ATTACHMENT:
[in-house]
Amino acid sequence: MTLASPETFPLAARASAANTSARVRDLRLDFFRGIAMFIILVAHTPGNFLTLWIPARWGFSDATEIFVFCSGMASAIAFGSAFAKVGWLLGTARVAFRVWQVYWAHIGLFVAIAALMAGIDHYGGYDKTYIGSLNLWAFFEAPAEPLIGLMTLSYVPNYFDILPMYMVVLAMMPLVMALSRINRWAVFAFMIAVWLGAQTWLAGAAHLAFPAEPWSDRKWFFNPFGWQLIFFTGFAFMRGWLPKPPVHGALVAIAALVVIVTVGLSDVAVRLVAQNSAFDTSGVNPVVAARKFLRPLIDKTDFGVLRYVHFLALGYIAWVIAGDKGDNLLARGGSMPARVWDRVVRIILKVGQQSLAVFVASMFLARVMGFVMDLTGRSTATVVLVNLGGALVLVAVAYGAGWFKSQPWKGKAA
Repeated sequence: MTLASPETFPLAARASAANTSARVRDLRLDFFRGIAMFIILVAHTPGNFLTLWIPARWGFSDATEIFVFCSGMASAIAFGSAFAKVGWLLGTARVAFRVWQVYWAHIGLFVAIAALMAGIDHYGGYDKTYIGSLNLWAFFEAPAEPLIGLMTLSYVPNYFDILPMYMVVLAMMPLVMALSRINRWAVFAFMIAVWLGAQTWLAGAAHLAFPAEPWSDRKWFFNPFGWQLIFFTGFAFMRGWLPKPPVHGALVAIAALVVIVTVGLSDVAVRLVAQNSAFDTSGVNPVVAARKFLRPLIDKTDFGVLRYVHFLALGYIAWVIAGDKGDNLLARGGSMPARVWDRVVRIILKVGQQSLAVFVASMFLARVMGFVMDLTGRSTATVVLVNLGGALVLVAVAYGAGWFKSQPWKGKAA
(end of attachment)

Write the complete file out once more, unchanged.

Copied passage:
[in-house]
Amino acid sequence: MTLASPETFPLAARASAANTSARVRDLRLDFFRGIAMFIILVAHTPGNFLTLWIPARWGFSDATEIFVFCSGMASAIAFGSAFAKVGWLLGTARVAFRVWQVYWAHIGLFVAIAALMAGIDHYGGYDKTYIGSLNLWAFFEAPAEPLIGLMTLSYVPNYFDILPMYMVVLAMMPLVMALSRINRWAVFAFMIAVWLGAQTWLAGAAHLAFPAEPWSDRKWFFNPFGWQLIFFTGFAFMRGWLPKPPVHGALVAIAALVVIVTVGLSDVAVRLVAQNSAFDTSGVNPVVAARKFLRPLIDKTDFGVLRYVHFLALGYIAWVIAGDKGDNLLARGGSMPARVWDRVVRIILKVGQQSLAVFVASMFLARVMGFVMDLTGRSTATVVLVNLGGALVLVAVAYGAGWFKSQPWKGKAA
Repeated sequence: MTLASPETFPLAARASAANTSARVRDLRLDFFRGIAMFIILVAHTPGNFLTLWIPARWGFSDATEIFVFCSGMASAIAFGSAFAKVGWLLGTARVAFRVWQVYWAHIGLFVAIAALMAGIDHYGGYDKTYIGSLNLWAFFEAPAEPLIGLMTLSYVPNYFDILPMYMVVLAMMPLVMALSRINRWAVFAFMIAVWLGAQTWLAGAAHLAFPAEPWSDRKWFFNPFGWQLIFFTGFAFMRGWLPKPPVHGALVAIAALVVIVTVGLSDVAVRLVAQNSAFDTSGVNPVVAARKFLRPLIDKTDFGVLRYVHFLALGYIAWVIAGDKGDNLLARGGSMPARVWDRVVRIILKVGQQSLAVFVASMFLARVMGFVMDLTGRSTATVVLVNLGGALVLVAVAYGAGWFKSQPWKGKAA